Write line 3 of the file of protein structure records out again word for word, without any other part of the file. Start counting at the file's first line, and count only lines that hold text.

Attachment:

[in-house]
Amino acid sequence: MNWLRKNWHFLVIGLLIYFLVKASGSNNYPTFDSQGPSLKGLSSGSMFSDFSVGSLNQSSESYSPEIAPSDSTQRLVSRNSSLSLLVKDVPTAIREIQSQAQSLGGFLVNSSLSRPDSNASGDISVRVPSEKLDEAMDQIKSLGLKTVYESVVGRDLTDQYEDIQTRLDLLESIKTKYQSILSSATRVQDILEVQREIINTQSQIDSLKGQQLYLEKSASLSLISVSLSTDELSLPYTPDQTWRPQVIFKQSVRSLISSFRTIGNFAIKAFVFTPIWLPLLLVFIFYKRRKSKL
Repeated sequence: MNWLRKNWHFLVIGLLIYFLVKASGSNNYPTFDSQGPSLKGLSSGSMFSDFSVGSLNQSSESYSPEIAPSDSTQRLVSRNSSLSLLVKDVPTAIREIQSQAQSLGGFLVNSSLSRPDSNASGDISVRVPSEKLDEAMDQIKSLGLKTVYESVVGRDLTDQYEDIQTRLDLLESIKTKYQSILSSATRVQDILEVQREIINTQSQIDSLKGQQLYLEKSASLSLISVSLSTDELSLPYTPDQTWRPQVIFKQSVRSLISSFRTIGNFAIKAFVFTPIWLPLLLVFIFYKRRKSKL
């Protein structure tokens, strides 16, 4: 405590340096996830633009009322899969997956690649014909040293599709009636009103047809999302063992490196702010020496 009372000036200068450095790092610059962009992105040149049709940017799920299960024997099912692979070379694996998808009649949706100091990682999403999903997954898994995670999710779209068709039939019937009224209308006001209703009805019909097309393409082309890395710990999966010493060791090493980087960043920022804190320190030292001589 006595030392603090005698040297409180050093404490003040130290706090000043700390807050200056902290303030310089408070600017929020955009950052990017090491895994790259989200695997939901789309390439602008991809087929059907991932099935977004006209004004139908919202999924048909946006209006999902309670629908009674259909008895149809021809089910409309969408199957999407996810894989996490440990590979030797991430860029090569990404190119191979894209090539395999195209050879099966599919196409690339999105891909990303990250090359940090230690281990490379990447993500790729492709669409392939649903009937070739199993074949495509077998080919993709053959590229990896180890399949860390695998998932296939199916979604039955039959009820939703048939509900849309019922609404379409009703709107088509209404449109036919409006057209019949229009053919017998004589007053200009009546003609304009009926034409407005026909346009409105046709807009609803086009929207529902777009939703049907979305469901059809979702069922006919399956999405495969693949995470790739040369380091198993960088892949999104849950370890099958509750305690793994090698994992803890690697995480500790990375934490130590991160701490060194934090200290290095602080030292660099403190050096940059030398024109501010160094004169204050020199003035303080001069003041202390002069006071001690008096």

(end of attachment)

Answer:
Repeated sequence: MNWLRKNWHFLVIGLLIYFLVKASGSNNYPTFDSQGPSLKGLSSGSMFSDFSVGSLNQSSESYSPEIAPSDSTQRLVSRNSSLSLLVKDVPTAIREIQSQAQSLGGFLVNSSLSRPDSNASGDISVRVPSEKLDEAMDQIKSLGLKTVYESVVGRDLTDQYEDIQTRLDLLESIKTKYQSILSSATRVQDILEVQREIINTQSQIDSLKGQQLYLEKSASLSLISVSLSTDELSLPYTPDQTWRPQVIFKQSVRSLISSFRTIGNFAIKAFVFTPIWLPLLLVFIFYKRRKSKL